But can you tell me where the small penny was in 1856?
How about you answer that with ‘first being minted for mass circulation!’
That’s right. The small cent was officially struck for the first time in 1856, and that means this iconic coin is now over 155 years old.
Let’s take a brief look at the small penny and some of the rare pennies that’ll keep you searching your pocket change and coin dealers’ cases for an example of your very own.
Over 150 Years Of Small Pennies
We call the pennies of today a ‘small’ cent because there are also ‘large’ cents — which preceded the smaller one-cent denomination and was last struck in 1857.
The large penny, as is the case for the one-cent denomination, had been in production since 1793.
However, as inflation made the value of the penny less and less, the lack of tolerance for having to carry around many large cents only grew and grew.
Hence, the end of the large cent and the beginning of a legacy of small pennies that continues to this day.
The Flying Eagle Cent Started It All
The first small penny to be officially struck for circulation was the 1856 Flying Eagle cent. The Flying Eagle cent didn’t last long as a design. In fact, the last was struck in 1858.
However, the Flying Eagle penny will forever hold the distinction as the first small cent produced in the United States and is a favorite coin among collectors.
Today, due to the coin’s very short, 3-year run, Flying Eagle pennies are often collected along with Indian Head cents, which succeeded the Flying Eagle penny in 1859.
Flying Eagle cents usually cost around $30 to $50 for a decent, worn specimen. Corroded and damaged examples can be had for less.
Indian Head Cents
In 1859, the small penny began a 50-year journey with the Indian Head cent.
It’s safe to say that the Indian Head cent has grown to enjoy a near-legendary status in American lore. Nearly everybody knows of the Indian Head cent and, even more importantly for the series, nearly everyone wants to have an example of this coin.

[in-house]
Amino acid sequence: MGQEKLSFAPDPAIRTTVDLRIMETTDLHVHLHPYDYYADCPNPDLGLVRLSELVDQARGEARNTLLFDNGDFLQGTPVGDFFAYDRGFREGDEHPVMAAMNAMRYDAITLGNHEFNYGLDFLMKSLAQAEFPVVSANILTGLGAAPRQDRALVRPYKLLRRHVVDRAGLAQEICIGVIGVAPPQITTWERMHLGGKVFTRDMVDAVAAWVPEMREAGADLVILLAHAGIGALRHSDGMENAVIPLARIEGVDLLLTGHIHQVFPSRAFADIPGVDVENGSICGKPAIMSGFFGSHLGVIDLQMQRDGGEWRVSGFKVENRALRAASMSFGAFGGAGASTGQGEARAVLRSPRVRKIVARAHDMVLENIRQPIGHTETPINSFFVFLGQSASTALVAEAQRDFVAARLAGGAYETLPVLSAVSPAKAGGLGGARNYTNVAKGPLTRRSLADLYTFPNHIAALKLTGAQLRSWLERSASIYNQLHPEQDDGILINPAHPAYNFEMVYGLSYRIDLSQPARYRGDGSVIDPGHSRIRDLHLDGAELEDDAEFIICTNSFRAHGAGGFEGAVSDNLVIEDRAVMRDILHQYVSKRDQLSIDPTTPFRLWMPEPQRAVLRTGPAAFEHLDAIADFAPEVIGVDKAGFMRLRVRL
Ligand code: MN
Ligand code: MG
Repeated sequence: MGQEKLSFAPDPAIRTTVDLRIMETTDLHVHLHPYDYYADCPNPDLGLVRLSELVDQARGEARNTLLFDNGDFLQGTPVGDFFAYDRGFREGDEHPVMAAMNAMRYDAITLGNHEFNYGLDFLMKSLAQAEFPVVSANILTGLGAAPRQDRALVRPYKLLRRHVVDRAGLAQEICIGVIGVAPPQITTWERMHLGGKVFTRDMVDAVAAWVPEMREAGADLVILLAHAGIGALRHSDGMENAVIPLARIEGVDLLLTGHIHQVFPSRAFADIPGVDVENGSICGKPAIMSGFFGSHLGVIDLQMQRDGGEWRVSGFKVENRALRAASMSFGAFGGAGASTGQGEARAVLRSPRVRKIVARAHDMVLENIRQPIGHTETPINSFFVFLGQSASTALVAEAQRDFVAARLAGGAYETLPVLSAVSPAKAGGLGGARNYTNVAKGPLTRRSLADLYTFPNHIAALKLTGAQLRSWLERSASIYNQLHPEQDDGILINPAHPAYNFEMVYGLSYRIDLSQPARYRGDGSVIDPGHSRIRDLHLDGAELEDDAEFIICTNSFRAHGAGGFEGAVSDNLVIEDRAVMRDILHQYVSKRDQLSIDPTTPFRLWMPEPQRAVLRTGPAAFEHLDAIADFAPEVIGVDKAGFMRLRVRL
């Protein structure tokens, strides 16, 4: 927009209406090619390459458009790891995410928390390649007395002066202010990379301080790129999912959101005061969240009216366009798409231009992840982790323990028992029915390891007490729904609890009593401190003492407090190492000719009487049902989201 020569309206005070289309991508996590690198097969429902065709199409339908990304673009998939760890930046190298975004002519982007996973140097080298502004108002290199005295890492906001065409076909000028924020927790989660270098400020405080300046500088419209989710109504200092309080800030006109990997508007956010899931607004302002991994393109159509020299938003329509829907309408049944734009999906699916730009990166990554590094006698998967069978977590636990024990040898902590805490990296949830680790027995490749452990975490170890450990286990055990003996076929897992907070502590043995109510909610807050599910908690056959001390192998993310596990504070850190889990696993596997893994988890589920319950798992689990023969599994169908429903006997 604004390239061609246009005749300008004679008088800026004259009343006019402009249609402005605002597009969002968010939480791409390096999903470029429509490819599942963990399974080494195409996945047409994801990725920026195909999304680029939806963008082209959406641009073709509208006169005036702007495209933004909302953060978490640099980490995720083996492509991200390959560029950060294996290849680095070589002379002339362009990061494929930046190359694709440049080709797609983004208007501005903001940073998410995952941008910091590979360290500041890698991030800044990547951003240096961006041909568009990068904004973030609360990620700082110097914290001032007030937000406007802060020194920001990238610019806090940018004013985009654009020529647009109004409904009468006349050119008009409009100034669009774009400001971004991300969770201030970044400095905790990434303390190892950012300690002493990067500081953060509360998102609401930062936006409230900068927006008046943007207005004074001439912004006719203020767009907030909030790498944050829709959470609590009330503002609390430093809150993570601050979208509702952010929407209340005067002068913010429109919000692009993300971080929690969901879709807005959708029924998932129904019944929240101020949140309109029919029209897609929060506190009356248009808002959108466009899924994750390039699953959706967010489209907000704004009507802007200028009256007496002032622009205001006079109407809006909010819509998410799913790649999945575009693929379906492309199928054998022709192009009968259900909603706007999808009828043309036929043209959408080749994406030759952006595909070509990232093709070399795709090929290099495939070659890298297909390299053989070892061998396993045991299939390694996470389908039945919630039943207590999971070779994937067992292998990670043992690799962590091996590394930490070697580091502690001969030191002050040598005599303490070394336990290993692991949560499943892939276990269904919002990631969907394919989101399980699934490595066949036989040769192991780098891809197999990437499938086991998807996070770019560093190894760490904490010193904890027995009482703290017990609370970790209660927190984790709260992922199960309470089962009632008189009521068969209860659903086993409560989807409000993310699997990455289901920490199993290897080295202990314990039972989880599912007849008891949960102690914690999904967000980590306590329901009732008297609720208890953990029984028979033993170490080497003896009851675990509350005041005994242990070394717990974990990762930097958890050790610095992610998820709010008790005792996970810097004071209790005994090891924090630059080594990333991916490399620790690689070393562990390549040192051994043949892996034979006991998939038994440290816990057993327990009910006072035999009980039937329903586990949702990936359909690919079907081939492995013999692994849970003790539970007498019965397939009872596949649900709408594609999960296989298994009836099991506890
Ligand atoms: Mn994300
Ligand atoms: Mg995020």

In general, you have to comb grey hair to ever remember a time when finding an Indian penny in pocket change was a reasonable possibility. While the last Indian Head penny was minted in 1909, it was still a fairly common occurrence to spot Indian cents in circulation right into the 1950s and 1960s.
Today, finding an Indian Head penny is a rare and novel find in circulation (though some still do turn up), so most people looking for an example of their own have to turn to coin dealers to buy one.
Even still, an Indian Head cent is not, in and of itself, a rare coin. Many were made by the millions. Worn specimens can be bought for under $5.
And now we come to the Lincoln cent — the longest running obverse design in United States coinage history.
First minted in 1909 and designed by Victor David Brenner, the Lincoln cent has grown to become an icon all its own. People around the world recognize the Lincoln penny, and nearly everyone alive in this nation today was born during the series’ run.
It’s pretty hard to imagine the world without the Lincoln cent, though there are people out there who would like it gone. Why? Well, for one, it costs nearly 2 cents to mint each penny. Many pennies never make it past one or two transactions, since so many are squirreled away in jars and piggy banks. Too many Lincoln cents are discarded or destroyed because they make subjects for cheap science experiments, aren’t worth enough in some people’s eyes to save, or are simply a nuisance.
Still, though, this is the penny we’re talking about — a denomination that dates back centuries and was born in England.
- "A penny saved is a penny earned" ~ Benjamin Franklin
Many pennies are worth far more than a single cent. In fact, there are several that’ll bring you hundreds of dollars… or more.
This list isn’t inclusive of all the scarce pennies, but it’s a good look at the most valuable and rare pennies coin collectors vie for.
*Values are approximate and are for coins in Good-4 grade unless otherwise indicated.
- 1856 $6,500
- 1877 $800
- 1888/7 $2,600
- 1909-S (Indian Head) $475
- 1909-S VDB (Lincoln) $750
- 1909-S (Lincoln) $100
- 1914-D $225
- 1922 plain $700
- 1931-S $100
- 1943 copper (Extremely Fine) $50,000 to $100,000
- 1944 steel (Mint State) $100,000
- 1955 doubled die $950
- 1969-S doubled die (Mint State) $50,000